Is Austrian Radio leaving Shortwave?

Austria’s public radio ORF has reduced its airtime on shortwave, from 70 (on weekends) or 80 (Monday through Friday) minutes to only 40 to 50 minutes now. The German-language program, the “Ö-1-Morgenjournal”, was cut short either on Sunday or Monday morning, and every morning since.

The broadcasts are the remains of what was a substantial international radio service until 2003. Until Saturday or Sunday, the remaining broadcast  was still announced as “Radio Österreich International / Radio Austria International / Radio Austria Internacional” at the beginning of the daily transmissions, but there were no programs specifically targeted at foreign listeners. All programs are produced for a domestic, German-speaking audience.

Reportedly, the company operating the shortwave transmission site in Moosbrunn has announced the closure of the site by 2020 “at the latest”.

The transmission site is also used by some foreign broadcasters. Radio Japan (NHK World Network) airs a half-hour program in English for Europe via Moosbrunn, on 5975 kHz, from 05:00 to 05:30 UTC. The BBC World Service also leases airtime from Austria.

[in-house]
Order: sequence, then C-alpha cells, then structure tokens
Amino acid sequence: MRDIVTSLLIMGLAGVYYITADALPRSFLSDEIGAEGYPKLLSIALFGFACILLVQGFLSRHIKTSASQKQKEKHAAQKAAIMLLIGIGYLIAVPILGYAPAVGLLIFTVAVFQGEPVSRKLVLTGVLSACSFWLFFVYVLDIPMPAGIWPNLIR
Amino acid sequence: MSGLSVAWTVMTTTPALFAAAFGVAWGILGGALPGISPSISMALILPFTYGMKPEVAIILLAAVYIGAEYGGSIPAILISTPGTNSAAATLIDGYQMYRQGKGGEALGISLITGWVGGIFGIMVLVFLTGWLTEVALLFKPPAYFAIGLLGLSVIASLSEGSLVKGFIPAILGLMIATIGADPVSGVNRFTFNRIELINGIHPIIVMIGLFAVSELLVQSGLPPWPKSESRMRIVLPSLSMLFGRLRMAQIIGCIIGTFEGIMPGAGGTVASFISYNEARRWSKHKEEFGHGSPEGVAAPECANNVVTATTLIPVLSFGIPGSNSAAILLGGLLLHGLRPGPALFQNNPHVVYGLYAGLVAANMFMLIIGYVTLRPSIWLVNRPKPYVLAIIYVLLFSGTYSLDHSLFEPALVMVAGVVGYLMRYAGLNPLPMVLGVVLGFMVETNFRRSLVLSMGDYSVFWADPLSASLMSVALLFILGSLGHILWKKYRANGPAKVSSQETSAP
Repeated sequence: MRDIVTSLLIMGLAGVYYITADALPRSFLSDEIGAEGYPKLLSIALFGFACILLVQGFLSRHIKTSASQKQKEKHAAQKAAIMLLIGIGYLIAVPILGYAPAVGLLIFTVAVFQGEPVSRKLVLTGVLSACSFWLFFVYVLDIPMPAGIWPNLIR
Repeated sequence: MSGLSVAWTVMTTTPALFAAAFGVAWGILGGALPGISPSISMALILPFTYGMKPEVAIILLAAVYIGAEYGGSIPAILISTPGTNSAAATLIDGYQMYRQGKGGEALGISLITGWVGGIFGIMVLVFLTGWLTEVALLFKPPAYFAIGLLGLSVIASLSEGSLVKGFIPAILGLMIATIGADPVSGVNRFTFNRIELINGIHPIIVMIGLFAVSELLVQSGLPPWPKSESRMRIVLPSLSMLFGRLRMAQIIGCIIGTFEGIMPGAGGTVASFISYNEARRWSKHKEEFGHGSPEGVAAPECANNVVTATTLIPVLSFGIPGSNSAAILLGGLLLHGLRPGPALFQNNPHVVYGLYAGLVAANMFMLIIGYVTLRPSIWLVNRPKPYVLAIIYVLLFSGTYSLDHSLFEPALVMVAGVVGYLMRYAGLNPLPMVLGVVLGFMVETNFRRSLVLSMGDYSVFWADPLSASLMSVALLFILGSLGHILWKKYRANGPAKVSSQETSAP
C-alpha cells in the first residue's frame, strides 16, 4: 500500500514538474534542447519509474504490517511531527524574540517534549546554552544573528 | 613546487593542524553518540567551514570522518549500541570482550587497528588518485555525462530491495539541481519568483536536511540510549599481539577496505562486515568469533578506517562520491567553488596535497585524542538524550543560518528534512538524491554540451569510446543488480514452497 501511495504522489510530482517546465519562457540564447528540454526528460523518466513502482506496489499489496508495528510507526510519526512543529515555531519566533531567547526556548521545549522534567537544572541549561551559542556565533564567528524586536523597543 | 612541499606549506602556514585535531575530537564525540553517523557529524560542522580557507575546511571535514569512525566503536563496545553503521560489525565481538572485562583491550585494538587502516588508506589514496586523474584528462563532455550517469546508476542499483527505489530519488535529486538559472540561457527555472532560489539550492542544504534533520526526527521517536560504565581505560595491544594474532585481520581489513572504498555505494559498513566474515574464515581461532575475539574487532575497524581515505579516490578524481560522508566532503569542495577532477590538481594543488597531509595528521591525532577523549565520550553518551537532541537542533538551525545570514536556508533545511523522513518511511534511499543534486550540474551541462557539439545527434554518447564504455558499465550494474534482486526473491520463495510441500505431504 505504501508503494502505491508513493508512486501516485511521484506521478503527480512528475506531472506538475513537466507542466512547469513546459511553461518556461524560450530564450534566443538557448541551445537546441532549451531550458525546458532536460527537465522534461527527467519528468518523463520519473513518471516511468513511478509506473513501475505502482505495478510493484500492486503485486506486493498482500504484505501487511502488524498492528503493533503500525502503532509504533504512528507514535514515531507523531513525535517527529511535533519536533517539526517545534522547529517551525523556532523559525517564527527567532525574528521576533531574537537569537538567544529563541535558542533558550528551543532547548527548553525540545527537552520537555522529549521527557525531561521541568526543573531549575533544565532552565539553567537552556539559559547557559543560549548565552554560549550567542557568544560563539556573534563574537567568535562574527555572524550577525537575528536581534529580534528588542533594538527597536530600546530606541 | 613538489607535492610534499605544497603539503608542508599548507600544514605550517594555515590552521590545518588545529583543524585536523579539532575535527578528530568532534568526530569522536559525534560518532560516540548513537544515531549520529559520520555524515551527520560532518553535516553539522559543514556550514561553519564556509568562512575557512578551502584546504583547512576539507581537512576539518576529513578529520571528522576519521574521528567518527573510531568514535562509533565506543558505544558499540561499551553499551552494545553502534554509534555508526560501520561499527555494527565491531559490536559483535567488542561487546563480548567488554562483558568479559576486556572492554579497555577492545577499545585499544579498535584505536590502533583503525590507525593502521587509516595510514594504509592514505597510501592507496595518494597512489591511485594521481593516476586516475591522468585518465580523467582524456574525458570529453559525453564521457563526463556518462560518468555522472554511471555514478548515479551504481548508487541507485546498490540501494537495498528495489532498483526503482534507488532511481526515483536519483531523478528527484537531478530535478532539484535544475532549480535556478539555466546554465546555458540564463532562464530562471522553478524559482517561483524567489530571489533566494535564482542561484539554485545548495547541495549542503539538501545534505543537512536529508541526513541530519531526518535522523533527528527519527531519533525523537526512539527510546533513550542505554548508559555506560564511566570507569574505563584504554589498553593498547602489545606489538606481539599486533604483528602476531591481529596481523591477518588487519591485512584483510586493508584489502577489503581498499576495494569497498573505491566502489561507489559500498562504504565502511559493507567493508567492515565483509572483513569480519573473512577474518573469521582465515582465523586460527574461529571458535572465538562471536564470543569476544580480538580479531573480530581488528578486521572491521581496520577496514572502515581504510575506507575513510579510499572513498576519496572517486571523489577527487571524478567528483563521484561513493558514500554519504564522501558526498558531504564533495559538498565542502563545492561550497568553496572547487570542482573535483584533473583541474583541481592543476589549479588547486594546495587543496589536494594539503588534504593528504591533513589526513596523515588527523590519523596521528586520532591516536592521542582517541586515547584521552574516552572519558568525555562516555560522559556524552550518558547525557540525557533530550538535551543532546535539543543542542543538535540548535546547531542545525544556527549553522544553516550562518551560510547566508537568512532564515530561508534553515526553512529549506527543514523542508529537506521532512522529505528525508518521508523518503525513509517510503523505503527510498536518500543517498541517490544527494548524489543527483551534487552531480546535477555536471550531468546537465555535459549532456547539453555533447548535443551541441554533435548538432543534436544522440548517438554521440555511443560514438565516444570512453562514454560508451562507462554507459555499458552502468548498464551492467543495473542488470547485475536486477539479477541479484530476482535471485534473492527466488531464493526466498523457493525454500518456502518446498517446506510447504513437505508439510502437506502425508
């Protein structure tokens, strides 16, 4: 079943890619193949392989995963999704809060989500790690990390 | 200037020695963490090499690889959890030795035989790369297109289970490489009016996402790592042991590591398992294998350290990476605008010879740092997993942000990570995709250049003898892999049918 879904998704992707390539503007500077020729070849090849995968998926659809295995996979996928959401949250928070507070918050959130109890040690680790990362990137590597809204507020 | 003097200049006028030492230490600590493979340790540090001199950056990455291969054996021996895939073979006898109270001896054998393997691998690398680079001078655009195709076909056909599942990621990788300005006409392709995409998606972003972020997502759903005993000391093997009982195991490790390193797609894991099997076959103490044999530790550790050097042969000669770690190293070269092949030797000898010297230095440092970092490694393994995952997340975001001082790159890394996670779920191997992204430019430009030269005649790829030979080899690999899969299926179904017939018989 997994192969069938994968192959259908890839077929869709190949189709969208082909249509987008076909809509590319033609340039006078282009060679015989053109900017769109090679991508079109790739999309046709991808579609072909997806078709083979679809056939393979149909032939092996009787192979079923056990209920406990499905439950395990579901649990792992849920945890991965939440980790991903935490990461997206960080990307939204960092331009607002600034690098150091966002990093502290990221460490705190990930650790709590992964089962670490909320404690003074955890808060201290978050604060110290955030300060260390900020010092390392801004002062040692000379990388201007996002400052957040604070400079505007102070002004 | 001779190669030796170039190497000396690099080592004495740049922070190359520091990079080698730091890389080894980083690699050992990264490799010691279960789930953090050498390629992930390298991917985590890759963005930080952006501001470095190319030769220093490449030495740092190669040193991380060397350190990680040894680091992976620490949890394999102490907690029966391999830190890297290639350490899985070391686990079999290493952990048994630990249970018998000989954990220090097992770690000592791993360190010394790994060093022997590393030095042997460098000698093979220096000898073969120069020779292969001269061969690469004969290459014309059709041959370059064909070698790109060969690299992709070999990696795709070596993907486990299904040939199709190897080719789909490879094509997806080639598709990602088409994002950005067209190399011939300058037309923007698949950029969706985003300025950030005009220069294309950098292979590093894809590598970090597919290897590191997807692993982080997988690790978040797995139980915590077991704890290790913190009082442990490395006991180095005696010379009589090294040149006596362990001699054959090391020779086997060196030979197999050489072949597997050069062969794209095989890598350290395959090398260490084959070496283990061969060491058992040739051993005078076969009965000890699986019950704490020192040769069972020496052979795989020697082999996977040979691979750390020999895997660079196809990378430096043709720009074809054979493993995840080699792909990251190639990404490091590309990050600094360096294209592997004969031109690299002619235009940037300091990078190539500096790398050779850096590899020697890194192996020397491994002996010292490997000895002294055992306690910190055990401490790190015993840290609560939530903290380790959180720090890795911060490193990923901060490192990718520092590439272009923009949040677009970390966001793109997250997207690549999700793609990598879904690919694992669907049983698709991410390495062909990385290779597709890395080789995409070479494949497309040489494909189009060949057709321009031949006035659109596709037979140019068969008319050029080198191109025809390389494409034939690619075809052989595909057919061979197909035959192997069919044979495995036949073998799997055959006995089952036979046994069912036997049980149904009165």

If the Moosbrunn transmitters are indeed shut down, Austrian public radio will probably have to look for alternative shortwave broadcasting operators (probably abroad), or simply exit shortwave.

The current behind-schedule transmissions of the Ö-1 programs (only from 05:30 UTC instead of 05:00 UTC) may just be a technical glitch, but reducing  or suspending broadcasts temporarily is no unusual way of measuring an unknown audience. When the number of reactions from an audience is considered meagre, this will usually lead to a termination of broadcasts.

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Update

[April 12, 2018] Austrian Radio’s service department writes that the the current situation would probably continue for about a week, as the transmitter site was waiting for the delivery of a spare part.
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